Reporters may still face litigation and court orders to identify sources, despite Rinehart’s failed bid in WA

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By Miles Heffernan

August 10, 2013

Gina Rinehart’s bid to have a journalist turn over secret sources was rejected this week by a Western Australian Supreme Court judge in a decision hailed as a win for press freedom.

But the judgment handed down on August 6 makes it clear we are still a way short of a proper legislative safeguard for source protection. And luck also played a part, since the so-called shield law that saved the day did not come into effect until after the action had started.

The judgment by Justice Janine Pritchard came after Rinehart’s Hancock Prospecting sought senior West Australian journalist Steve Pennells’ source records, after he revealed that he’d had dealings with Rinehart’s son, John Hancock, apparently in breach of John Hancock’s family trust deed. The mining giant subpoenaed Pennells and his employer, West Australian Newspapers (WAN). The subpoenas were extensive in what they sought.

In a judgment that carefully navigates some perilous legal questions, Justice Pritchard made key findings that journalism is at its function in the public interest and it is an ethical obligation to protect sources’ identities if that is what has been agreed between reporter and source.

Importantly the ruling made it clear that a source can be both on the record and off, meaning that just because a source is identified in a story, it does not give a litigant a right to seek information provided off the record.

Recently introduced state-based “shield laws” protect a journalist and their employer from having to disclose sources and materials during certain types of legal activity. This has the effect of placing the profession in a privileged class, not needing to abide by certain court directions that would otherwise land them in contempt and potentially jailed.

But Justice Pritchard was plain in saying that the case would not set a precedent and shield law protections were “not absolute”.

The judgment rejected all arguments made by WAN and Pennells about the Hancock Prospecting subpoenas being an abuse of process or oppressive. Without the shield laws, Steve Pennells and WAN would have been ordered to comply, and until Pennells was dropped from the action quietly in May this year, he could have been jailed.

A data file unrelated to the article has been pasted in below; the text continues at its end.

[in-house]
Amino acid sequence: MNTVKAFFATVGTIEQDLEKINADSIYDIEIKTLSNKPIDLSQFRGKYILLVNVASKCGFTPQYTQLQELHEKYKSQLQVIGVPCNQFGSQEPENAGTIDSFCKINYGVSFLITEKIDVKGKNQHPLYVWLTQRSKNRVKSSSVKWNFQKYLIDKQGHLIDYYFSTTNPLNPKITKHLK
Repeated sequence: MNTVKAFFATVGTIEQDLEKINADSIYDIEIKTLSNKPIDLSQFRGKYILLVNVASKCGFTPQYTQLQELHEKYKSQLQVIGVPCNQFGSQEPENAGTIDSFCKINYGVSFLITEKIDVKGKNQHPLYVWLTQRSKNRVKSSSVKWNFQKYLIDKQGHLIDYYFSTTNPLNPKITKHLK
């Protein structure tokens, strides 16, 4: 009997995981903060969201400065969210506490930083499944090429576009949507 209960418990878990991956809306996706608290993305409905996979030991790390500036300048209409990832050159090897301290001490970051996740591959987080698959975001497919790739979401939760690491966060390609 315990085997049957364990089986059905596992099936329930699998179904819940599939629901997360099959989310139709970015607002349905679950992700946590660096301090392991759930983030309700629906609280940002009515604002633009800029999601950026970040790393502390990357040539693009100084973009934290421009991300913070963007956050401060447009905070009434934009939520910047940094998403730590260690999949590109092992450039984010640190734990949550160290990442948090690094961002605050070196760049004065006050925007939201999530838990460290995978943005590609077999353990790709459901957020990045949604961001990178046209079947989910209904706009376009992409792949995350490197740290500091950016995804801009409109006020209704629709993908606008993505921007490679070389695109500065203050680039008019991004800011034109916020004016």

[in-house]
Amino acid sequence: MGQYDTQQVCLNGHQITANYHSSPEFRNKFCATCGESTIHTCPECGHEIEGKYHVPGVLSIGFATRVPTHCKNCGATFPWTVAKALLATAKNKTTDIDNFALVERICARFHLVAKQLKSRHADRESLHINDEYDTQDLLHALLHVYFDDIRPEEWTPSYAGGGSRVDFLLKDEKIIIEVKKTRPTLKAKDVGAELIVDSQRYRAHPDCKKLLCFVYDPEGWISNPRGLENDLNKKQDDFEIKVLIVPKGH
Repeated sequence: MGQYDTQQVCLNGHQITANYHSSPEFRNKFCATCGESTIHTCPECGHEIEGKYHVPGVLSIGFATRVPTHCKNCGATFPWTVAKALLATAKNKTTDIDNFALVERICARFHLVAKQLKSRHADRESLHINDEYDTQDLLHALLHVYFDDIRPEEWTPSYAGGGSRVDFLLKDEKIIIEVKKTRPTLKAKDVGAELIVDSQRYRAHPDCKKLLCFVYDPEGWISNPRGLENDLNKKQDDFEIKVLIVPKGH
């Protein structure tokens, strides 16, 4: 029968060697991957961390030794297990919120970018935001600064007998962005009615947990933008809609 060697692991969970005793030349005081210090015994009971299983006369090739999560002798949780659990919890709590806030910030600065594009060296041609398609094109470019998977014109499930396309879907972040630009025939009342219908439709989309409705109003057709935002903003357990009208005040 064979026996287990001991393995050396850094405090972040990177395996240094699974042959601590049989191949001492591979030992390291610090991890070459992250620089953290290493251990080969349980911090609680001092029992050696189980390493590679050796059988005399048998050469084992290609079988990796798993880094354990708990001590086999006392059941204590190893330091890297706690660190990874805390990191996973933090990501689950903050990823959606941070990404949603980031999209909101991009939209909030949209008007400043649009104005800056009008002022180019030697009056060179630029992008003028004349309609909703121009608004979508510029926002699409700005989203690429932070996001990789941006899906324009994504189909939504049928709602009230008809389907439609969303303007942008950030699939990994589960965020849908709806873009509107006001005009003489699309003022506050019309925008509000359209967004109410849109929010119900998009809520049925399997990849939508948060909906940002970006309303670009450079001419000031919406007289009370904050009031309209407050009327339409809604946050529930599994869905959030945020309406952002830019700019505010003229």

Any fair reading of the original subpoena suggests that Pennells and WAN were being put through an onerous and ambiguous wringer, but Justice Pritchard said it did not meet the high bar needed to be set aside by the court for abuse of process or being oppressive. Which means more of the same could happen tomorrow.

Justice Pritchard hammered home the reality that each quest for access to journalists’ sources must be considered case by case.

In some ways Justice Pritchard elevated the status and function of journalism to being in and of itself a public interest to be weighed against other public interests. Perhaps to forestall excited journalists from reporting on a brave new world, she said:  “I would, however, emphasise that the conclusion I have reached in this case is entirely confined to its facts” and “this case does not mean that a subpoena for the production of documents held by a journalist or his other employer could never be enforced.”

There are many things that a court has to consider to release a journalist from complying with legal directives that are unique to the case at hand, meaning that Pennells’ ordeal could be the first in a long line of actions. In fact, a sequel with a nearly identical script is coming up, with WAN’s part to be played by Fairfax and Pennells’ by Adele Ferguson, as Hancock Prospecting tries once more with a new round of subpoenas.

Pennells’ case shows is that source protection comes with forensic judicial oversight that traverses all factors relevant. By definition this means protracted and complex litigation, requiring silks, time and lots of money, and plenty of stress. So while legal protection exists for journalists, it is not protection in any practical sense given what they and their employer may be put through. The prospect is more dire for the humble freelancer toiling on their own. Independent publishers running close to the bone stand no chance.

Steve Pennells, Adele Ferguson and their bosses are fielding the blows to defend a public interest. A genuine right of source protection is an important one, and the practice has been proven to expose the corrupt, the wicked and the cartels. To have it tested case by case worked with Pennells, but it is not workable in any commercial reality. If this can happen to two of the country’s best journalists employed by the biggest, then no one is immune.

Miles Heffernan is a freelance journalist who started a petition on Change.org where over 35,000 asked Ms Rinehart to drop the legal action against Steve Pennells and others: http://www.change.org/en-AU/petitions/gina-rinehart-withdraw-your-subpoenas-against-adele-ferguson-and-steve-pennells-pressfreedom
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